What has happened is that you have associated these negative behaviors, statements, or feelings with them. And this is incredibly powerful. What they have done is classically conditioned you to associate bad behavior with them which makes you not want to hang around them.

I had a student who’s in a long distance relationship. Every time he phoned his girlfriend, he moaned to her about the distance. He complained about their being apart. When he got on the phone, he’d ask her about who she was talking to on Facebook because he worried about her cheating on him. When he wasn’t on the phone to her, he told everyone else how much he loved her, how amazing she was, how beautiful she was.But he didn’t tell her those things.

Let’s break this down into the actual interactions. When he was on the phone with her, he was negative and moaning all the time, explaining how much he missed her rather than just talking to her and interacting

He’d contact her to explain how jealous he felt; how he didn’t like the fact that she was talking to other boys. But he didn’t just call up out of the blue to tell her he loved her. He didn’t just randomly send her flowers. He didn’t do any of the really positive things that he should have been doing. They were always negative. So she made negative associations with his calls because every time she spoke to him, it was unpleasant. They had no or few good interactions. Of course, he did love her; but when he was in communication with her, he made her feel bad. So she broke up with him.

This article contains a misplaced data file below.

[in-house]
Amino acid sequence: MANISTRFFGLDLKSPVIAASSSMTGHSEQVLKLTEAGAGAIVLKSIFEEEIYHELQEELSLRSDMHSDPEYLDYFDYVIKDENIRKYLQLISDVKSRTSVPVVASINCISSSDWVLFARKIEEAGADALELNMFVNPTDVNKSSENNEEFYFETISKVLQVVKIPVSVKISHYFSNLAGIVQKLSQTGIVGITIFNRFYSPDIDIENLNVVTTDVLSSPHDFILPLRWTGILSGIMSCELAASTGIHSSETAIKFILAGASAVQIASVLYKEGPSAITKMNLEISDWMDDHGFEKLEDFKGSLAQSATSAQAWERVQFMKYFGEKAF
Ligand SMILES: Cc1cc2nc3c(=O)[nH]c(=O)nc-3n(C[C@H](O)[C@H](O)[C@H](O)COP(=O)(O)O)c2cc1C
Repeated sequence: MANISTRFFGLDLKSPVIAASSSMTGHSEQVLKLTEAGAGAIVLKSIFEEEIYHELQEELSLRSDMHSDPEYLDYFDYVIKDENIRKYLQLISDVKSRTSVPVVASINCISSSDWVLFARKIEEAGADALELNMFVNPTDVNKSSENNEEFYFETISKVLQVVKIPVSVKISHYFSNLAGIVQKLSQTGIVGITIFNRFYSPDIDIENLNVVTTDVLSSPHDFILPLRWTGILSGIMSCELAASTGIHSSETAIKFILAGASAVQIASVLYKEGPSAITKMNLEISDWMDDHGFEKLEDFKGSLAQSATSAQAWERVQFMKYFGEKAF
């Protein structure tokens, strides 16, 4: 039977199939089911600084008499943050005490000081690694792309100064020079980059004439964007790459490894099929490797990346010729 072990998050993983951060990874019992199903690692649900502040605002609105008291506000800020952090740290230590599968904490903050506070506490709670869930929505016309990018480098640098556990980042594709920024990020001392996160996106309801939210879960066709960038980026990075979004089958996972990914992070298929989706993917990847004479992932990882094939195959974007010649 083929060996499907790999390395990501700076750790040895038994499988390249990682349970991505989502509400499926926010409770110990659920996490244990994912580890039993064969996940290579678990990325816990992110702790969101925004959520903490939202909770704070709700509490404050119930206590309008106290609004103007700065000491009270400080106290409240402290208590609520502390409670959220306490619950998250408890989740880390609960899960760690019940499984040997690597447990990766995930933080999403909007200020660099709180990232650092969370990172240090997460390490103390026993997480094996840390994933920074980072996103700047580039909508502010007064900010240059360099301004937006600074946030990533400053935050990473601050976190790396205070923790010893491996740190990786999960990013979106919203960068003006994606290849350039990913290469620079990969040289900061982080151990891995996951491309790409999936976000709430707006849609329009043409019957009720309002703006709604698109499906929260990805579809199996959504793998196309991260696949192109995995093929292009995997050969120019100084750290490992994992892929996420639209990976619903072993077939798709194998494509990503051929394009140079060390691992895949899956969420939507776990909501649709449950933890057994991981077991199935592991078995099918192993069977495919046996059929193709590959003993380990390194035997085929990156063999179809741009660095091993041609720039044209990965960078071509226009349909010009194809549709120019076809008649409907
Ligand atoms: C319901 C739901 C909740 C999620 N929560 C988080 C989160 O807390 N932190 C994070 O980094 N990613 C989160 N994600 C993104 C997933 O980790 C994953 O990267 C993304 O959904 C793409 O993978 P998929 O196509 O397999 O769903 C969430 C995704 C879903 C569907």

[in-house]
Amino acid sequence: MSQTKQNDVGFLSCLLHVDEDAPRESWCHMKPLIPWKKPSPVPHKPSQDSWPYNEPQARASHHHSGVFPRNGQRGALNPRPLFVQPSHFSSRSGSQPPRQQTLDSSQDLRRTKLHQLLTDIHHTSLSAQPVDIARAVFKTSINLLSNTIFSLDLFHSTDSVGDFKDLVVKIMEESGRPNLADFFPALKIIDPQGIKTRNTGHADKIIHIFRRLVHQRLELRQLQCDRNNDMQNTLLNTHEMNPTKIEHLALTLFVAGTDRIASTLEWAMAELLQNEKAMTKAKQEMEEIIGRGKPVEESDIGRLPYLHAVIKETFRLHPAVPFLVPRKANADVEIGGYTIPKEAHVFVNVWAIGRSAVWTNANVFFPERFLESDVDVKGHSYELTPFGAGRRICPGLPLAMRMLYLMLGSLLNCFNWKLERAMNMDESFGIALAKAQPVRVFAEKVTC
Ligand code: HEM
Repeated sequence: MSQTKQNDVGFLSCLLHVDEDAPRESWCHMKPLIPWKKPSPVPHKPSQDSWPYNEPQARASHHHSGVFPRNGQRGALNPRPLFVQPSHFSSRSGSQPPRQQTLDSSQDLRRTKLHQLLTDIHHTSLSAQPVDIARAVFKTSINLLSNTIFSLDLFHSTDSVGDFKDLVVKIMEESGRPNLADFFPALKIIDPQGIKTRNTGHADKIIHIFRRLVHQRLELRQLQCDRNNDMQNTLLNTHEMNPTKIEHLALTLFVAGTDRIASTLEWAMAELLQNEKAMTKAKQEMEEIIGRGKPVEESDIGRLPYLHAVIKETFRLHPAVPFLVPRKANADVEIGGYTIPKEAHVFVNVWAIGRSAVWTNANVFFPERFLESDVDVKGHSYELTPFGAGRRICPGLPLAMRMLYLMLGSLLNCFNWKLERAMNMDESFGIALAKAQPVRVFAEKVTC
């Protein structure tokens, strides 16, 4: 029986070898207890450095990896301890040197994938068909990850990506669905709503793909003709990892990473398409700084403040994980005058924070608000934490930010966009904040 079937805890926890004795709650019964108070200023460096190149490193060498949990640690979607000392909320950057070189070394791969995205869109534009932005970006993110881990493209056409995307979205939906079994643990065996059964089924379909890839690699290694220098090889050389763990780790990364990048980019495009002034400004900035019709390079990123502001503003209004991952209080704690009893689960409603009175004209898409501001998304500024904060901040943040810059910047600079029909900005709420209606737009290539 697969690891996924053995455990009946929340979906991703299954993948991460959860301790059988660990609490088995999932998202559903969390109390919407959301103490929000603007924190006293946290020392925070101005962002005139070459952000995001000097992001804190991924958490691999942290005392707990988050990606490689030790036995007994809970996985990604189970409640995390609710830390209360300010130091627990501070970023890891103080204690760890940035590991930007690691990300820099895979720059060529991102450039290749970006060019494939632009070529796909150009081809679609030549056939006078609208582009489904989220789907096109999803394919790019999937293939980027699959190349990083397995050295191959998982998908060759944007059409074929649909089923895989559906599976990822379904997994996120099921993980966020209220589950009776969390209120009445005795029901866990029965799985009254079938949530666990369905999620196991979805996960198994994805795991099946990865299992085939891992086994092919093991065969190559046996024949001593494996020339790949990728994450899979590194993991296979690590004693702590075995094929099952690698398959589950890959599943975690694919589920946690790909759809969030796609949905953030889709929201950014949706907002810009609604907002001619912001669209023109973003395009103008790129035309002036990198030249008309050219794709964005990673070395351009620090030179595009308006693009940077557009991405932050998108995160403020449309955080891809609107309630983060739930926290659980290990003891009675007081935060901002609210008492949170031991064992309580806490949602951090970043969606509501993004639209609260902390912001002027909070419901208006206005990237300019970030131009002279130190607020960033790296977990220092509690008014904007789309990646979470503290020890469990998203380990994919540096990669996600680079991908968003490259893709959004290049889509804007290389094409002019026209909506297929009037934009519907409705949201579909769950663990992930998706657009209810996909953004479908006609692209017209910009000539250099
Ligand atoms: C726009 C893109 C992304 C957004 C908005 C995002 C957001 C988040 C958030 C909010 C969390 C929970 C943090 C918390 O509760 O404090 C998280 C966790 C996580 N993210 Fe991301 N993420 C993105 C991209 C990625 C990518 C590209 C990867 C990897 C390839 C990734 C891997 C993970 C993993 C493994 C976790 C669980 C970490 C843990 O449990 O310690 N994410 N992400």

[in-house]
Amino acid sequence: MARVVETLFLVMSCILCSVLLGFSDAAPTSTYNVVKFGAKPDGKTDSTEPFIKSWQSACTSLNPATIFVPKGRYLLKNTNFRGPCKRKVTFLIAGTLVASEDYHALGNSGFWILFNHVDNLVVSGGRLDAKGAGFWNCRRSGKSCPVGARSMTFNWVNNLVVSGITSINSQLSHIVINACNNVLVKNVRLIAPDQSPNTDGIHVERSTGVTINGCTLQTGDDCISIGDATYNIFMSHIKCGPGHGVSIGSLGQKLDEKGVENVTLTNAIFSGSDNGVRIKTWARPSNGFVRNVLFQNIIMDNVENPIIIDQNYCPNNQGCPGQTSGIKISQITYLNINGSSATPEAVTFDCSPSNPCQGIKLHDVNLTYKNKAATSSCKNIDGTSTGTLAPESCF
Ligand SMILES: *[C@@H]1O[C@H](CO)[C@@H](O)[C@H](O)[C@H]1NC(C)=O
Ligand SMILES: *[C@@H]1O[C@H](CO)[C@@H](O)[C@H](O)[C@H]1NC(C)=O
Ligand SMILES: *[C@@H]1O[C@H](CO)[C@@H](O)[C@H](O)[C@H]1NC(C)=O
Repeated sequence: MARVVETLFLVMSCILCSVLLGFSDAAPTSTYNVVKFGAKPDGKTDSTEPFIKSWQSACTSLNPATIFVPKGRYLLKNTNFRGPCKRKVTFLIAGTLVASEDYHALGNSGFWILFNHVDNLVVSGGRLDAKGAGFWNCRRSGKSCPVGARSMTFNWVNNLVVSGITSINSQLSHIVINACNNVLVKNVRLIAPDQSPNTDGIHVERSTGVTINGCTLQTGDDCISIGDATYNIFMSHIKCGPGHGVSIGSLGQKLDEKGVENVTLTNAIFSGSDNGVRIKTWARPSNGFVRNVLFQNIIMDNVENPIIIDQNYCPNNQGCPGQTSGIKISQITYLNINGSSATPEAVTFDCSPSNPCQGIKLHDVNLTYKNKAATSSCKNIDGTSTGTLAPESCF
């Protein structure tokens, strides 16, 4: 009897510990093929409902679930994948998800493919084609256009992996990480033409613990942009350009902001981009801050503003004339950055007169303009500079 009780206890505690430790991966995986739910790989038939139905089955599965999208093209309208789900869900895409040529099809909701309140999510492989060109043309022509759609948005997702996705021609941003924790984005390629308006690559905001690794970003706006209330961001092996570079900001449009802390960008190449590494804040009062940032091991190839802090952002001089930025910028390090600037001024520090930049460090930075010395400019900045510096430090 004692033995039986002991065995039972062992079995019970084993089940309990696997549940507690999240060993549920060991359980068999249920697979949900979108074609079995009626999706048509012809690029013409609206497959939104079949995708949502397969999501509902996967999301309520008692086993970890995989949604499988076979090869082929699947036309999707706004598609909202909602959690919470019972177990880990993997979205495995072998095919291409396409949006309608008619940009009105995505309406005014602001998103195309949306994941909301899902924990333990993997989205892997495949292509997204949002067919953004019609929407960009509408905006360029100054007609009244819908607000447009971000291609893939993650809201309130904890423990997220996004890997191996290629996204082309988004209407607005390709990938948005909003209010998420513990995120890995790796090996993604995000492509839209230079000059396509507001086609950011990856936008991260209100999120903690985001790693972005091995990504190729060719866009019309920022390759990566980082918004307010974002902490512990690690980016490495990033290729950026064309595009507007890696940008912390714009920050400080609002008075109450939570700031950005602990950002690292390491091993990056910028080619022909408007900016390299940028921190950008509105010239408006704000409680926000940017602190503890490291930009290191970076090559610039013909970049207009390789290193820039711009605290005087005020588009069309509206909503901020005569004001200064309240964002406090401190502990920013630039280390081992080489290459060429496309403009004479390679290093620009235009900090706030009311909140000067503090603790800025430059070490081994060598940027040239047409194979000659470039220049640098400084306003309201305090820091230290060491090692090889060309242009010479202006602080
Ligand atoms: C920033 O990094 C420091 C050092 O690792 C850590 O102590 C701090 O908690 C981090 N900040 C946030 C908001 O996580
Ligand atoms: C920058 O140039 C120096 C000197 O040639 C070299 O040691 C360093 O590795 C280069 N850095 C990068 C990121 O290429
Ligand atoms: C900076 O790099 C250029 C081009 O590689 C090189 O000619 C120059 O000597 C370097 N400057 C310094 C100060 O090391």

Why People Will Like You

We can use classical conditioning in a positive way because we can generate positive associations in people. I’ve got a mental checklist in my head and when I interact with people, I’m wondering all the time, are they making positive associations or negative associations with me?

You should ask yourself if people are making positive associations with you. Are you classically conditioning them in a positive way to enjoy your presence, or in a negative way? When you think of your interactions like this, you become quite a positive person. You’ll find yourself always trying to help people.